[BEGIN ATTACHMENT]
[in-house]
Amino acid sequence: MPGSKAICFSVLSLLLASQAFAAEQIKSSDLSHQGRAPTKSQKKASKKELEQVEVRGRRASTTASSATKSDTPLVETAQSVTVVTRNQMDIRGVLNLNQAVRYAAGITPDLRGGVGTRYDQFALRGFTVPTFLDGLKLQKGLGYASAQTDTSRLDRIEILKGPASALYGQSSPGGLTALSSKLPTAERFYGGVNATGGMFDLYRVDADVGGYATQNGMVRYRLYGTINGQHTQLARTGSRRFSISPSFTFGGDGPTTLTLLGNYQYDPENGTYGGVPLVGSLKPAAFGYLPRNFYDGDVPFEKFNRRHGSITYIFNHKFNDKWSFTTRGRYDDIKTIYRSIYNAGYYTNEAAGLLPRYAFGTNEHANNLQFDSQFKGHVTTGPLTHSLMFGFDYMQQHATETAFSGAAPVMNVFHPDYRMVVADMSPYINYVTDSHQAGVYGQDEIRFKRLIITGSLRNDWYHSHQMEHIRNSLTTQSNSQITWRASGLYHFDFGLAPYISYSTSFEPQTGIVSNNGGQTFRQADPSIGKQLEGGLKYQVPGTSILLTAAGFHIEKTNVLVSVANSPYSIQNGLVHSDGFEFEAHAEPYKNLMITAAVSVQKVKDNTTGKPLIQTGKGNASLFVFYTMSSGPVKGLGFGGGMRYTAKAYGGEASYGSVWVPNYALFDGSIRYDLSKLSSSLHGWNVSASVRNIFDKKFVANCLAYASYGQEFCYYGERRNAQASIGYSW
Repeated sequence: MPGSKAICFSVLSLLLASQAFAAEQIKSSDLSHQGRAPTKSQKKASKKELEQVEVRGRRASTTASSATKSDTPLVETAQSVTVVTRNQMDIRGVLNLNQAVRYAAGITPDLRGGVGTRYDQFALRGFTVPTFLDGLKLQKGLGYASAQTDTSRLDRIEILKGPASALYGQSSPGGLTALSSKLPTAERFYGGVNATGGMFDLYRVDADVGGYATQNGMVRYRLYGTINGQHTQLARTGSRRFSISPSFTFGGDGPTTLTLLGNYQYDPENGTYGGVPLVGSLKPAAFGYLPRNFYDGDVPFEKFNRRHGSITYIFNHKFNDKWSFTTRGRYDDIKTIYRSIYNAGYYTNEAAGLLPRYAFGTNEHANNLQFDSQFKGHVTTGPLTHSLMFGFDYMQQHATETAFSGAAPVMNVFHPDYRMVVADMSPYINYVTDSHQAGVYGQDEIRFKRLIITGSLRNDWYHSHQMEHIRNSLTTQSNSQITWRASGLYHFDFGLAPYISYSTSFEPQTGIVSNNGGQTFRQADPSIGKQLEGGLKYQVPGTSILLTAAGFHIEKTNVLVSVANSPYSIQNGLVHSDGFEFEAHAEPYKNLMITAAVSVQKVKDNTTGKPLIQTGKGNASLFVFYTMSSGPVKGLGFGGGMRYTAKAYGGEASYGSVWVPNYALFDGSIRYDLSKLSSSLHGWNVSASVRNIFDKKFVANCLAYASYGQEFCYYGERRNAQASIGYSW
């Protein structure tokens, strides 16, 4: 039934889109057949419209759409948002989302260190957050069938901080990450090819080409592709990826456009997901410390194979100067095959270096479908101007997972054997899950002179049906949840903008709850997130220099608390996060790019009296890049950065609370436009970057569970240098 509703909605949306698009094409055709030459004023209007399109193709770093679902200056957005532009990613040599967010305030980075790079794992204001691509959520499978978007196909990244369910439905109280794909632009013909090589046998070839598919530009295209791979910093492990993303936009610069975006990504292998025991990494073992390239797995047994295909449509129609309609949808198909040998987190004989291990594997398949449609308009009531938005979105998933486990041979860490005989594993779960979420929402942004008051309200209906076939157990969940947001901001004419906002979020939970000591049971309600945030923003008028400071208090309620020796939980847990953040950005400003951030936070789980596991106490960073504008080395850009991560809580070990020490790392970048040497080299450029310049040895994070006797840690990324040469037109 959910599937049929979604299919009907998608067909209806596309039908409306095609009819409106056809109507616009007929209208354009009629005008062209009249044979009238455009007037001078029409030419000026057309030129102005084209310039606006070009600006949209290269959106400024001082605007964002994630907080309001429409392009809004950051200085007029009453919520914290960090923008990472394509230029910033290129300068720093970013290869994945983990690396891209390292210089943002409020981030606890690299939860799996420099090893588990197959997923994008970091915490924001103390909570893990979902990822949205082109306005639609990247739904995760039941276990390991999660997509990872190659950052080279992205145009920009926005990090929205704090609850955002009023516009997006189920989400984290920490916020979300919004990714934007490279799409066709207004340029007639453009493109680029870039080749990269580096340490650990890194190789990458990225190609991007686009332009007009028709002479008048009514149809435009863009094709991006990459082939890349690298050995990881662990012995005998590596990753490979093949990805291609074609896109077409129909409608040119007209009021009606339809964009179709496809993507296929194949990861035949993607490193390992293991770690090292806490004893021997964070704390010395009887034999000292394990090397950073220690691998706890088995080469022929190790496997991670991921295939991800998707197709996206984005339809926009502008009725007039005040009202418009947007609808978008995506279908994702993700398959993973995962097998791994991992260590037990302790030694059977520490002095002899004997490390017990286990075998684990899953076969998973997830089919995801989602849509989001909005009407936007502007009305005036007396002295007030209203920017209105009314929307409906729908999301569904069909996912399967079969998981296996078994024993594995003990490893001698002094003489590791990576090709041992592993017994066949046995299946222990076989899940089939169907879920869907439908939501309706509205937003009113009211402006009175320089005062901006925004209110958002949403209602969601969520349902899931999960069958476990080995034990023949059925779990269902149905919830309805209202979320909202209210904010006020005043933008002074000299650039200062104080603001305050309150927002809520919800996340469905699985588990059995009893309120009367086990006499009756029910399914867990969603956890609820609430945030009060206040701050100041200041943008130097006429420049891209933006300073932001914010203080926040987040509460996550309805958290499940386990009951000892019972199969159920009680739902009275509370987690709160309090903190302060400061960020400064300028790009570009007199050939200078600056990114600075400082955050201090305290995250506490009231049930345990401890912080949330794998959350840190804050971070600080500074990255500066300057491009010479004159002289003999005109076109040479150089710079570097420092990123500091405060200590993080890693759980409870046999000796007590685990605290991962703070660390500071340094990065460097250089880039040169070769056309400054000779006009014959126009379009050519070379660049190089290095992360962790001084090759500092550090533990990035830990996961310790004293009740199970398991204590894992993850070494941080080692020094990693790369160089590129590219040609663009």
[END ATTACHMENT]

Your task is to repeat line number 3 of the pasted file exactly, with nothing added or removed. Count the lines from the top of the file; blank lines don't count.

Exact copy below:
Repeated sequence: MPGSKAICFSVLSLLLASQAFAAEQIKSSDLSHQGRAPTKSQKKASKKELEQVEVRGRRASTTASSATKSDTPLVETAQSVTVVTRNQMDIRGVLNLNQAVRYAAGITPDLRGGVGTRYDQFALRGFTVPTFLDGLKLQKGLGYASAQTDTSRLDRIEILKGPASALYGQSSPGGLTALSSKLPTAERFYGGVNATGGMFDLYRVDADVGGYATQNGMVRYRLYGTINGQHTQLARTGSRRFSISPSFTFGGDGPTTLTLLGNYQYDPENGTYGGVPLVGSLKPAAFGYLPRNFYDGDVPFEKFNRRHGSITYIFNHKFNDKWSFTTRGRYDDIKTIYRSIYNAGYYTNEAAGLLPRYAFGTNEHANNLQFDSQFKGHVTTGPLTHSLMFGFDYMQQHATETAFSGAAPVMNVFHPDYRMVVADMSPYINYVTDSHQAGVYGQDEIRFKRLIITGSLRNDWYHSHQMEHIRNSLTTQSNSQITWRASGLYHFDFGLAPYISYSTSFEPQTGIVSNNGGQTFRQADPSIGKQLEGGLKYQVPGTSILLTAAGFHIEKTNVLVSVANSPYSIQNGLVHSDGFEFEAHAEPYKNLMITAAVSVQKVKDNTTGKPLIQTGKGNASLFVFYTMSSGPVKGLGFGGGMRYTAKAYGGEASYGSVWVPNYALFDGSIRYDLSKLSSSLHGWNVSASVRNIFDKKFVANCLAYASYGQEFCYYGERRNAQASIGYSW